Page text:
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California

South El Monte city manager resigns after bribery scandal involving mayor

South El Monte’s city manager has abruptly quit just weeks after the mayor pleaded guilty to a federal bribery count and in the wake of an audit critical of how the city was run.

Anthony Ybarra, who had been with the city for more than a decade, announced his resignation late Tuesday at the end of the City Council meeting, according to city officials. 

“He made a speech and he said he had been a very good city manager and thought he had advanced redevelopment in the city, such as housing and commercial retail,” said Councilman Joseph Gonzales. 

Mayor Pro Tem Gloria Olmos said Ybarra’s resignation did not come as a surprise.

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It followed the resignation of Mayor Luis Aguinaga, who stepped down following the revelation last month that he regularly accepted bribes from a contractor.

Two audits, including one by a firm hired by South El Monte last year, criticized the management of the city and, among other things, singled out its relationship with certain consultants.

Gonzales and Olmos had demanded that Ybarra step down, saying his management made the bribery scandal possible.

“He allowed this climate to exist,” Gonzales said. 

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Ybarra could not be reached for comment. But according to the San Gabriel Valley Tribune, Ybarra denied that the city’s problems, including the bribery scandal, had anything to do with his resignation.

“Some of you might think I’m retiring for ‘those’ reasons,” Ybarra said. “My reason for resigning is that I was looking to retire anyway because of my health.”

Olmos said Ybarra will continue to receive a monthly stipend until December. He will receive medical benefits through January.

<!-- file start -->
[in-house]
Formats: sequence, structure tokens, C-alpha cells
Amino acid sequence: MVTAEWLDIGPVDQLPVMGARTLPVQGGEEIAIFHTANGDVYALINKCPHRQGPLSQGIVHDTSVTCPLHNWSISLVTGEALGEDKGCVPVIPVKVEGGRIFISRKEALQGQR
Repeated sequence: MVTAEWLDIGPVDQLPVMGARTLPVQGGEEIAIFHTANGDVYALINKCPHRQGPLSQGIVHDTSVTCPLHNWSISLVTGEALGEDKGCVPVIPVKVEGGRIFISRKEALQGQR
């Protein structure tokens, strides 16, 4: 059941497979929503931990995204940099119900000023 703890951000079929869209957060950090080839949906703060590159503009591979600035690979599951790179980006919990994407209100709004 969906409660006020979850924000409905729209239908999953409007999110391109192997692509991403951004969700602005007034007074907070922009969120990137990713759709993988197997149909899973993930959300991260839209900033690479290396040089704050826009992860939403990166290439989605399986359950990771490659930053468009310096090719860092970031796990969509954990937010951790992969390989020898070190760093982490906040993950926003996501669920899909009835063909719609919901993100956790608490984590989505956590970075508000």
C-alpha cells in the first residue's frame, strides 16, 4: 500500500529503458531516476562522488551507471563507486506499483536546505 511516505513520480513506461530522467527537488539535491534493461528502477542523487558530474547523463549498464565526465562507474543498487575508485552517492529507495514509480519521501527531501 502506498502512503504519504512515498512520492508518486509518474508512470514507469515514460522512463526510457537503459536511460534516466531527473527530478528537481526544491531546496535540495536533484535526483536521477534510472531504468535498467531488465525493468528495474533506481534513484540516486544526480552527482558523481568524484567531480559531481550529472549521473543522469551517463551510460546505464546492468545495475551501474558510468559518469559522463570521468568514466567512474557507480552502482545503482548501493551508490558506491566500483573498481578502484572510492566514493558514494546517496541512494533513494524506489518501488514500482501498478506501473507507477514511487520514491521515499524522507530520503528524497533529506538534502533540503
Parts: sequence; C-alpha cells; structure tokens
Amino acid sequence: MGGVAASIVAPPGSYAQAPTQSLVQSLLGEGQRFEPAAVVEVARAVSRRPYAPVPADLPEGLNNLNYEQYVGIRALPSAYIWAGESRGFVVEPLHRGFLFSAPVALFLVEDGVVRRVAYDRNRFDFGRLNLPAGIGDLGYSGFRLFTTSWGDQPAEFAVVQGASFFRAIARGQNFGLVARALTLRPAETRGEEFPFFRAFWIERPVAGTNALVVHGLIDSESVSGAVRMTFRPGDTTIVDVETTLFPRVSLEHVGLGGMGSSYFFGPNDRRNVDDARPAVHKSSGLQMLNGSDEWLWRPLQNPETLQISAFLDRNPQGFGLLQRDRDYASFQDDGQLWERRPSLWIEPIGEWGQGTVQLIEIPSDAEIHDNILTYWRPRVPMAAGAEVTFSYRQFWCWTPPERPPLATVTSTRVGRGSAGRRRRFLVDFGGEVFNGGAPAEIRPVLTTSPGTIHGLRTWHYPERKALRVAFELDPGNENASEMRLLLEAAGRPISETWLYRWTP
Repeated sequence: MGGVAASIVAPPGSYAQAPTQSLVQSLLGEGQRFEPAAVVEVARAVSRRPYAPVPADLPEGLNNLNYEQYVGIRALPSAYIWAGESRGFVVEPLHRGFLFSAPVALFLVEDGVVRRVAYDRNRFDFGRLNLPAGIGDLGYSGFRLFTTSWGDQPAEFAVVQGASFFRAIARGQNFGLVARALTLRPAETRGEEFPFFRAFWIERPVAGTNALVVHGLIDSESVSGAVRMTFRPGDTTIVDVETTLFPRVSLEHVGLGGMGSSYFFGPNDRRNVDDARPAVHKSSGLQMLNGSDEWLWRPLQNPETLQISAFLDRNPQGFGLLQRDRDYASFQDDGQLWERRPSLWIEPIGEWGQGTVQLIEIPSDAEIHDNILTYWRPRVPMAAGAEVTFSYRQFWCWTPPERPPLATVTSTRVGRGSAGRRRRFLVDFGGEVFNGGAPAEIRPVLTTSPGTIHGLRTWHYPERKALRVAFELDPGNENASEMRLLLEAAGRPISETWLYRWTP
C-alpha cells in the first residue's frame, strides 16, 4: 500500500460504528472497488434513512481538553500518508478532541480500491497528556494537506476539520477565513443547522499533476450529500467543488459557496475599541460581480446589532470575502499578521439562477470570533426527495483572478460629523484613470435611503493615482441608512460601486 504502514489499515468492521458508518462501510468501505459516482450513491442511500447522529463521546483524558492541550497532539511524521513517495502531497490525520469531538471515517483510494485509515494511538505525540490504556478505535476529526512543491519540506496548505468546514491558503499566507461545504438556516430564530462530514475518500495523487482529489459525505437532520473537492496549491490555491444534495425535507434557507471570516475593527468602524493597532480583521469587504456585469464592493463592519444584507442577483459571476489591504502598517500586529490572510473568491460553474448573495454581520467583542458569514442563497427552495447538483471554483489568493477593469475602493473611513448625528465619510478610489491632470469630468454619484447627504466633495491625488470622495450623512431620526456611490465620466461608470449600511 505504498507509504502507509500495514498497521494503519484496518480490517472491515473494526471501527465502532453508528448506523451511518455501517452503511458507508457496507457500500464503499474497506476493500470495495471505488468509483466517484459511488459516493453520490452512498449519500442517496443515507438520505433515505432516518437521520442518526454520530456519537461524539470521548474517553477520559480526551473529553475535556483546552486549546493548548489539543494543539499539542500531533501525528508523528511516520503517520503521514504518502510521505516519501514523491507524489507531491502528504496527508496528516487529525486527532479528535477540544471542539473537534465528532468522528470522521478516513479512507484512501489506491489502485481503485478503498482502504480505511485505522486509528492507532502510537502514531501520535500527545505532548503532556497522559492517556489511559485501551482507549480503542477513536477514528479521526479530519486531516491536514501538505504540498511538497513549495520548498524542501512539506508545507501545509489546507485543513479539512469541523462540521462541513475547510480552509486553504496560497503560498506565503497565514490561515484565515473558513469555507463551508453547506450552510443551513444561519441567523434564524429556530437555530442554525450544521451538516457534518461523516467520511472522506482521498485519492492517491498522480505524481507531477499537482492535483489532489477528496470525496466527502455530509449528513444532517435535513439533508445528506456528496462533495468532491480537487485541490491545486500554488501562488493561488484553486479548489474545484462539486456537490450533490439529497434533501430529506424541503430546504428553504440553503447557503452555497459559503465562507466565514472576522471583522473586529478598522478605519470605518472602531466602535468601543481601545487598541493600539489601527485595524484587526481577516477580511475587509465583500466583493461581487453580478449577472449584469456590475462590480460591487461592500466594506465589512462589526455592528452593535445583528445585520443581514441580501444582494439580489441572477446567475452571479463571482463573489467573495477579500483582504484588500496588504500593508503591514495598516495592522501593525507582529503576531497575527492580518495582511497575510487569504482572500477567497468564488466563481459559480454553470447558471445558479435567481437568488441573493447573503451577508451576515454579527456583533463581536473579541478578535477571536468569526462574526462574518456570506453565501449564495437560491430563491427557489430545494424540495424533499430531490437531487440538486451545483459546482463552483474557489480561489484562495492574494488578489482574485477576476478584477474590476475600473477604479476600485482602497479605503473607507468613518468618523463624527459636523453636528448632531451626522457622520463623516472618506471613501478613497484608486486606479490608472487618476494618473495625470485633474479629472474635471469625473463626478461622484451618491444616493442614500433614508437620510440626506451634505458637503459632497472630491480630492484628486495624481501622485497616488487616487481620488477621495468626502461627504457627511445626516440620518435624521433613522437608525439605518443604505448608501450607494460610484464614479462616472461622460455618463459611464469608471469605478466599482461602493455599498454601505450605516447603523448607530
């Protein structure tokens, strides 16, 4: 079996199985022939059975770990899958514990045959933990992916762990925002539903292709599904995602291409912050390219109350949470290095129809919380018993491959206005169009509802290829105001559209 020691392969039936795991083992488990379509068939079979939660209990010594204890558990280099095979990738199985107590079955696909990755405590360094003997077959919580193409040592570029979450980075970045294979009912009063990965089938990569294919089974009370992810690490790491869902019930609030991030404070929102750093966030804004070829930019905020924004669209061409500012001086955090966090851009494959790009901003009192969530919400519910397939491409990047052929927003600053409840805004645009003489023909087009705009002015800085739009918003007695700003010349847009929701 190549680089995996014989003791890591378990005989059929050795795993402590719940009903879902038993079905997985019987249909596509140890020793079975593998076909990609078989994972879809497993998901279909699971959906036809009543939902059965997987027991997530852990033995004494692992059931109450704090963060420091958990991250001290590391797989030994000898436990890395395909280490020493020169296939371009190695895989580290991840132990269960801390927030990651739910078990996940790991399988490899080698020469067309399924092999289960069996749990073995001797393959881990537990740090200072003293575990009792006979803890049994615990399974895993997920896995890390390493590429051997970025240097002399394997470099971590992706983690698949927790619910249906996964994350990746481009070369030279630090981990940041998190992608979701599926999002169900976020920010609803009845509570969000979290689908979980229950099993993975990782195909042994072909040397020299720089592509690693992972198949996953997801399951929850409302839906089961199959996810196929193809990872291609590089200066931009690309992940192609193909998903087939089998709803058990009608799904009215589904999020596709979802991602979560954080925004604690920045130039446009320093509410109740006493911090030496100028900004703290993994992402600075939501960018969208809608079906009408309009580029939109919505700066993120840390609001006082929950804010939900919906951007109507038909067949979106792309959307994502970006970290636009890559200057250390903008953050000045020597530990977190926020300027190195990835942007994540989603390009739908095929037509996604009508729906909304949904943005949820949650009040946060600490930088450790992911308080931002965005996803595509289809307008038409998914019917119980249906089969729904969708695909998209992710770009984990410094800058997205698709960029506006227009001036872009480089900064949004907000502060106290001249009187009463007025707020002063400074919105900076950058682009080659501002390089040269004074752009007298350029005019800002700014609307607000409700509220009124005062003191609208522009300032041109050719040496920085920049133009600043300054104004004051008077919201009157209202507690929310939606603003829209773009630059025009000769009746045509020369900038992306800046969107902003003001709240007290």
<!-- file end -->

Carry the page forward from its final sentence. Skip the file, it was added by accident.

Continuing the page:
Aguinaga admitted that, starting in 2005, he regularly accepted bribes of at least $500, with cash payments left in a City Hall bathroom or in the passenger pocket of a car, according to the U.S. attorney’s office. 

The long-running corruption scheme involved a contractor who provided construction and engineering services to the city. The contractor was not named.

But by then there had already been signs of problems in the city.

Last September the town’s independent auditor sent a 15-page letter to the council members, raising concerns about the “city’s purchasing function, relationships with certain consultants and the contract monitoring process.”

The letter stated that the same issues were raised before and had not been “fully corrected by the city’s management.”

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The auditor advised the city to conduct an investigation into its internal controls.

An audit released in June found that South El Monte’s city manager — acting without council approval — authorized a series of contracts and payments involving the town’s grant-writing and engineering firms. The auditors found Ybarra had approved three contracts and authorized payments of $110,000 to Arroyo Strategy Group, which provided grant-writing services. 

Among other issues, the auditors said that Arroyo did not have a physical office and that it did not keep any records, such as time sheets, to justify the work it was doing. 

In one case, auditors said the city manager had used a city credit card to pay for airline tickets and hotel expenses for Arroyo employees. The firm later submitted a reimbursement for the expenses.

Auditors also learned that the city manager had approved a contract with ECM Group Inc., which provided engineering services to the city, and authorized payments of $29,376. But a review of ECM’s billing records revealed that employees were submitting false time and billing reports to the city, according to the audit.

In one example, auditors noted that one employee claimed to have put in  more than 20 hours a day on several occasions while he worked on a project, including 27 hours in one day.

Another employee claimed to have worked on city business “for 70 hours during a four-day period,” which meant she would have worked 17.5 hours a day for four consecutive days.

“When confronted with this information, ECM principal Hector Castillo admitted that the above referenced labor claims are fictitious, and were generated in order to secure the maximum fee allowed under the contracts,”  the audit stated.

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Castillo could not be reached for comment.

Auditors also said they found that contracts were frequently altered and were never put up for competitive bidding. The city has since terminated its contract with ECM and Arroyo, according to auditors. 

Council members Angelica Garcia and Hector Delgado did not respond to calls or emails requesting comment.

Gonzales said the resignations will allow the city to continue working to become more transparent and improve its government practices.

“There’s a cloud over South El Monte,” Gonzales said, adding that the resignations will help the city recover from the scandal. “We needed to move on from this.”

ruben.vives@latimes.com

@LATvives

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